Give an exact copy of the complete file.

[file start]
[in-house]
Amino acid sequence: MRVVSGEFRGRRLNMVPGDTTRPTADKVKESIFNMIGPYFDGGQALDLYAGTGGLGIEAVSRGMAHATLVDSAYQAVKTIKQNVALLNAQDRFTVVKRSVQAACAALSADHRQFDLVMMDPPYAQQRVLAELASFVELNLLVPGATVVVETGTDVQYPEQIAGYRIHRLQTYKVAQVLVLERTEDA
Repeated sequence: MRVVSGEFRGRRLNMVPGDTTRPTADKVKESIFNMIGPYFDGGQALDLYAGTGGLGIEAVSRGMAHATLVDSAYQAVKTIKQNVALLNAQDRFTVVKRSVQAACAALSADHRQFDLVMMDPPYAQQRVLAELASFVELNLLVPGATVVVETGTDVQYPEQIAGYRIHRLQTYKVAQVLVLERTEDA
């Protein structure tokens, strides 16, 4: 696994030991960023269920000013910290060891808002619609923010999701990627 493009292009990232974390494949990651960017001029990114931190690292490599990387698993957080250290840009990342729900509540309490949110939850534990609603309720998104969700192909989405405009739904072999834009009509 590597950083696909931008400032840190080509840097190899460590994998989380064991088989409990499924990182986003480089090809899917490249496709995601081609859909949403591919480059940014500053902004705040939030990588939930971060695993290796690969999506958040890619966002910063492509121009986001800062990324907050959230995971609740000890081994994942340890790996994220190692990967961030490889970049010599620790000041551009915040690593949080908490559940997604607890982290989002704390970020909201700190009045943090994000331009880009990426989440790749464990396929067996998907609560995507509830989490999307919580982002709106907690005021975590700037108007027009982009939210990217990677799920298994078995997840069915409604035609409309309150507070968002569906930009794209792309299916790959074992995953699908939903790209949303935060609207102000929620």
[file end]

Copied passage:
[in-house]
Amino acid sequence: MRVVSGEFRGRRLNMVPGDTTRPTADKVKESIFNMIGPYFDGGQALDLYAGTGGLGIEAVSRGMAHATLVDSAYQAVKTIKQNVALLNAQDRFTVVKRSVQAACAALSADHRQFDLVMMDPPYAQQRVLAELASFVELNLLVPGATVVVETGTDVQYPEQIAGYRIHRLQTYKVAQVLVLERTEDA
Repeated sequence: MRVVSGEFRGRRLNMVPGDTTRPTADKVKESIFNMIGPYFDGGQALDLYAGTGGLGIEAVSRGMAHATLVDSAYQAVKTIKQNVALLNAQDRFTVVKRSVQAACAALSADHRQFDLVMMDPPYAQQRVLAELASFVELNLLVPGATVVVETGTDVQYPEQIAGYRIHRLQTYKVAQVLVLERTEDA
């Protein structure tokens, strides 16, 4: 696994030991960023269920000013910290060891808002619609923010999701990627 493009292009990232974390494949990651960017001029990114931190690292490599990387698993957080250290840009990342729900509540309490949110939850534990609603309720998104969700192909989405405009739904072999834009009509 590597950083696909931008400032840190080509840097190899460590994998989380064991088989409990499924990182986003480089090809899917490249496709995601081609859909949403591919480059940014500053902004705040939030990588939930971060695993290796690969999506958040890619966002910063492509121009986001800062990324907050959230995971609740000890081994994942340890790996994220190692990967961030490889970049010599620790000041551009915040690593949080908490559940997604607890982290989002704390970020909201700190009045943090994000331009880009990426989440790749464990396929067996998907609560995507509830989490999307919580982002709106907690005021975590700037108007027009982009939210990217990677799920298994078995997840069915409604035609409309309150507070968002569906930009794209792309299916790959074992995953699908939903790209949303935060609207102000929620």